My neighborhood in Hillsborough on the east side of town, some say the poorer part, has impressed me this spring with its richer wildlife.
One night not long ago, in an evening twilight’s cool crepuscular air, lightning bugs were popping out all over, competing for my attention with the calls of barred owls. The call of that wild bird can be both a screech and a hoot.
This was the first of several nights in May that I enjoyed these owls, and they along with the bugs made me think of Owl City – the stage name of the digital music star – and his hit song from a few years back, “Fireflies.”
One time during these walks, while standing at the base of an enormous old sycamore, my eyes following the trunk up through the darkness to the crown of beautiful leaves and branches, I saw first one owl then another take off into the night sky, and fly – that strong silent flight – to a nearby pine. As I watched I thought of a passage from Hemingway’s novel, “For Whom The Bell Tolls”:
“As they spoke, the owl flew between the trees with the softness of all silence, dropping past them, then rising, the wings beating quickly, but with no noise of feathers moving as the bird hunted.”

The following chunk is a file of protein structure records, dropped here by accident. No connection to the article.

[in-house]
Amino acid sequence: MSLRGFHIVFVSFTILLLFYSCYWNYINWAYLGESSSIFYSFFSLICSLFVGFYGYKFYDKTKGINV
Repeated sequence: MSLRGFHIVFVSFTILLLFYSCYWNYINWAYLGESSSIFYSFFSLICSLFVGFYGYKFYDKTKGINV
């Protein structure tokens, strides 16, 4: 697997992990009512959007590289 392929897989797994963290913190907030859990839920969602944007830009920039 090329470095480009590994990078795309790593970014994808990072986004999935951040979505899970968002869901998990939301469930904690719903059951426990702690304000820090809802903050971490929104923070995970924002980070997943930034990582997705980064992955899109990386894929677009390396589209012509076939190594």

My daughter attends the University of Virginia, where William Faulkner was writer-in-residence in the late 1950s (post-Nobel prize) and the location of the world’s largest repository of Faulkner writings (e.g., manuscripts, galley proofs). I’m now re-reading “The Sound And The Fury” and so have been in a Faulkner frame of mind. While viewing those evening owls, I imagined what it would be like to see one of them streaming through the air at eye-level, this animal power coming right at you through the medium of dark air. Like a Faulkner sentence, a river of words, the bird comes at you relentless, full of power.
Lately, though, I haven’t seen or even heard my neighborhood owls. Owl City has become silent. And not because these silent hunters are just too busy hunting. I feel they must have moved on, to a wilder place in the wilds of Hillsborough. Some deeper, more secluded forest perhaps, like in the nearby estates of Ayr Mount or Montrose, which adjoin each other and together have hundreds of acres.
A neighbor told me she thought our owls consisted of a mating pair and two owlets. So, maybe all their activity in May was just about teaching babies to fly (with a few pointers on the fine points of hunting thrown in), and alas, now they, and the parents, have all flown the coop.
That’s OK, though. Despite a bit of sadness, I know I must accept nature’s rules. Spring babies grow stronger, more skillful and eventually are on their own – like my daughter at UVA, the oldest of four girls and the first to go away to college, and who also happens to be a May baby.
I’m grateful for nature’s gifts and my neighborhood, and will always have nice memories of Owl City, versions digital and real.